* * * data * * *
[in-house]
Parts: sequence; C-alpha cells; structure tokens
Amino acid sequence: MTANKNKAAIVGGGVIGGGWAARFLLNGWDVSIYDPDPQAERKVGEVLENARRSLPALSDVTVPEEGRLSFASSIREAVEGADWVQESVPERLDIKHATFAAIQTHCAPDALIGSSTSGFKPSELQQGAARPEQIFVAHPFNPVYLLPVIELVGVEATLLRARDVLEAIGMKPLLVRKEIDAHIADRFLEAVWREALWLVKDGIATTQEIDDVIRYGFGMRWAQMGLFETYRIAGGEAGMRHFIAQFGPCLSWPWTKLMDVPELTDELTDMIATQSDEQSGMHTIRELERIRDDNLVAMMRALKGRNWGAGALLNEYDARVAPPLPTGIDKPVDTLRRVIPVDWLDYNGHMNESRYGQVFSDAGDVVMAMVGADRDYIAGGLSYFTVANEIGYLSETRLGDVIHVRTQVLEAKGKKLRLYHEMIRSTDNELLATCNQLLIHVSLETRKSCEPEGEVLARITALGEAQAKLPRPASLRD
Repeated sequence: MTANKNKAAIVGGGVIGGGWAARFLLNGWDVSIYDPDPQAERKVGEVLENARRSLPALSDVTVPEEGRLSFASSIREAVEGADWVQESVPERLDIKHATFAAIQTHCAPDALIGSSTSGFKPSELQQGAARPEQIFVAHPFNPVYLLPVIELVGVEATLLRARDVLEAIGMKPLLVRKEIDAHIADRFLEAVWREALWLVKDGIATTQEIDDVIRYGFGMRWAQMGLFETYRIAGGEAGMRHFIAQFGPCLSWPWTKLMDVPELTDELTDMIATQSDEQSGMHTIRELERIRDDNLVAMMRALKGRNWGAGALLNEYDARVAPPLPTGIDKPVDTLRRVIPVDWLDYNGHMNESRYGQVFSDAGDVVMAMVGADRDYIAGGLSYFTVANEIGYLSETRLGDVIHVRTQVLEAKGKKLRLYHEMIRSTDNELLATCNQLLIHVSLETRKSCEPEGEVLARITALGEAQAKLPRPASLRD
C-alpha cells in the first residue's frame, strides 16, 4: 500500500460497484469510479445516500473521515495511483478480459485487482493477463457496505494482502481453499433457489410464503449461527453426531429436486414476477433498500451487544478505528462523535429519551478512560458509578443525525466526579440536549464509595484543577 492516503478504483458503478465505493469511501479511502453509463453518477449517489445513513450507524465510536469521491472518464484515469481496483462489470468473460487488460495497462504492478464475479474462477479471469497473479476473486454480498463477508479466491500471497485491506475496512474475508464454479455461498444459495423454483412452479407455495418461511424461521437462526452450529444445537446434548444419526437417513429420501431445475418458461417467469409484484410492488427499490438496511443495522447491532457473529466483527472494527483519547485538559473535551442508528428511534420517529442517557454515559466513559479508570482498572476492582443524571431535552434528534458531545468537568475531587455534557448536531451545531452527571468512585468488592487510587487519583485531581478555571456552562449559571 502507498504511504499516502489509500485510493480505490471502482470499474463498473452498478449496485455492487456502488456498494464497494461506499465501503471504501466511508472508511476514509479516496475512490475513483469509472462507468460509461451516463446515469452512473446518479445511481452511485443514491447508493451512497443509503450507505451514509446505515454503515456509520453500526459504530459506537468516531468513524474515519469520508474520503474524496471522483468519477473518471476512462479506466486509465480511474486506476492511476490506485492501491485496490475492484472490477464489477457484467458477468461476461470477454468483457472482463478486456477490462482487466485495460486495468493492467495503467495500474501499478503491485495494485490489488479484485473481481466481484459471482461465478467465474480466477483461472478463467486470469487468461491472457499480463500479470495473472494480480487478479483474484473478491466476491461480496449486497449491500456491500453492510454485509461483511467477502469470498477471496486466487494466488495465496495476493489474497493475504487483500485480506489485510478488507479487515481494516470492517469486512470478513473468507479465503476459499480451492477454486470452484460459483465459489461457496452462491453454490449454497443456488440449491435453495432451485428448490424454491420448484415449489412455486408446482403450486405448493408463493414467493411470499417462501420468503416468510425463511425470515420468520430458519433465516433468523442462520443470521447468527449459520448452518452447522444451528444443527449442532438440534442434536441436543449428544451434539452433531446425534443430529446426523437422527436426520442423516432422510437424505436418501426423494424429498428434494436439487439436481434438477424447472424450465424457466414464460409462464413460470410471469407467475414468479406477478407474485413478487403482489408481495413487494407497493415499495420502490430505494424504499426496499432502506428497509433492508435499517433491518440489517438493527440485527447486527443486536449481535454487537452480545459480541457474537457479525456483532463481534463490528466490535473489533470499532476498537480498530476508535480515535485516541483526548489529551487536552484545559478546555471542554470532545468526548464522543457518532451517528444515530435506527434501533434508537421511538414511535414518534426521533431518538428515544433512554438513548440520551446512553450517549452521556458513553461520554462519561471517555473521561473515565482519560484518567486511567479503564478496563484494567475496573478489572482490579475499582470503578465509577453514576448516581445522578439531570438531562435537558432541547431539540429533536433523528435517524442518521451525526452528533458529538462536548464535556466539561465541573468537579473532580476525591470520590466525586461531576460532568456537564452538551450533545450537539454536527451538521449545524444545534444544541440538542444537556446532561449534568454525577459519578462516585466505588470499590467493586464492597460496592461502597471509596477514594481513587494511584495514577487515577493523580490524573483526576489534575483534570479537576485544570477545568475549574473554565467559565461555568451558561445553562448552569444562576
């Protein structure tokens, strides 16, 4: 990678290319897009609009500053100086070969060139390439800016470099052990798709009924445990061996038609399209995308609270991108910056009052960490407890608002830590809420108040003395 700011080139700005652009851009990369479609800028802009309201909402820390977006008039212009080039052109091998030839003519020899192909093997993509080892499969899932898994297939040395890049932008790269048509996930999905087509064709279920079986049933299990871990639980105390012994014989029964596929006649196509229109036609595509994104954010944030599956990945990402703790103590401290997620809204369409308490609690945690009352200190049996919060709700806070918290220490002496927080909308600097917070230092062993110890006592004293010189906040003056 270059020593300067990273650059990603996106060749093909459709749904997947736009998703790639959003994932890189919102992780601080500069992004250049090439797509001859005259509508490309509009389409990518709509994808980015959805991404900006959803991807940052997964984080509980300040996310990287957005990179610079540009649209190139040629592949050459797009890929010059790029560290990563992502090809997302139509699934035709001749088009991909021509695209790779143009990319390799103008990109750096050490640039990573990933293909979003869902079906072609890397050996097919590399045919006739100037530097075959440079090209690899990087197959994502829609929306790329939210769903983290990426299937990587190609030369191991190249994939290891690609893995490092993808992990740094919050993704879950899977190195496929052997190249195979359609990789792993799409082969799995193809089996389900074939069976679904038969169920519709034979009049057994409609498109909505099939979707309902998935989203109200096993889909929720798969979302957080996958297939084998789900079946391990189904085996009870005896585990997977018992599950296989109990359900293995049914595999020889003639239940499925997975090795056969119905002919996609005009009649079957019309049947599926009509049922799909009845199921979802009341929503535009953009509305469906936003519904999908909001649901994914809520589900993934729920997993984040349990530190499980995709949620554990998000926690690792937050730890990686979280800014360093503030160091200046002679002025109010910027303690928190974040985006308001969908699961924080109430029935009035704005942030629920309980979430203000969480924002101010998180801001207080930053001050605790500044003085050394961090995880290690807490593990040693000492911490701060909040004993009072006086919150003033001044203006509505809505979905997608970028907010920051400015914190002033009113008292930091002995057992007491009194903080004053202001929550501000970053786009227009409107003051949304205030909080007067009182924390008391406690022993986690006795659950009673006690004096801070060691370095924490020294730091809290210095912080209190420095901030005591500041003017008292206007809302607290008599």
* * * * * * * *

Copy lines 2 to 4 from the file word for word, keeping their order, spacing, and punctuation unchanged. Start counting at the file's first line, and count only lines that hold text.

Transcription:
Parts: sequence; C-alpha cells; structure tokens
Amino acid sequence: MTANKNKAAIVGGGVIGGGWAARFLLNGWDVSIYDPDPQAERKVGEVLENARRSLPALSDVTVPEEGRLSFASSIREAVEGADWVQESVPERLDIKHATFAAIQTHCAPDALIGSSTSGFKPSELQQGAARPEQIFVAHPFNPVYLLPVIELVGVEATLLRARDVLEAIGMKPLLVRKEIDAHIADRFLEAVWREALWLVKDGIATTQEIDDVIRYGFGMRWAQMGLFETYRIAGGEAGMRHFIAQFGPCLSWPWTKLMDVPELTDELTDMIATQSDEQSGMHTIRELERIRDDNLVAMMRALKGRNWGAGALLNEYDARVAPPLPTGIDKPVDTLRRVIPVDWLDYNGHMNESRYGQVFSDAGDVVMAMVGADRDYIAGGLSYFTVANEIGYLSETRLGDVIHVRTQVLEAKGKKLRLYHEMIRSTDNELLATCNQLLIHVSLETRKSCEPEGEVLARITALGEAQAKLPRPASLRD
Repeated sequence: MTANKNKAAIVGGGVIGGGWAARFLLNGWDVSIYDPDPQAERKVGEVLENARRSLPALSDVTVPEEGRLSFASSIREAVEGADWVQESVPERLDIKHATFAAIQTHCAPDALIGSSTSGFKPSELQQGAARPEQIFVAHPFNPVYLLPVIELVGVEATLLRARDVLEAIGMKPLLVRKEIDAHIADRFLEAVWREALWLVKDGIATTQEIDDVIRYGFGMRWAQMGLFETYRIAGGEAGMRHFIAQFGPCLSWPWTKLMDVPELTDELTDMIATQSDEQSGMHTIRELERIRDDNLVAMMRALKGRNWGAGALLNEYDARVAPPLPTGIDKPVDTLRRVIPVDWLDYNGHMNESRYGQVFSDAGDVVMAMVGADRDYIAGGLSYFTVANEIGYLSETRLGDVIHVRTQVLEAKGKKLRLYHEMIRSTDNELLATCNQLLIHVSLETRKSCEPEGEVLARITALGEAQAKLPRPASLRD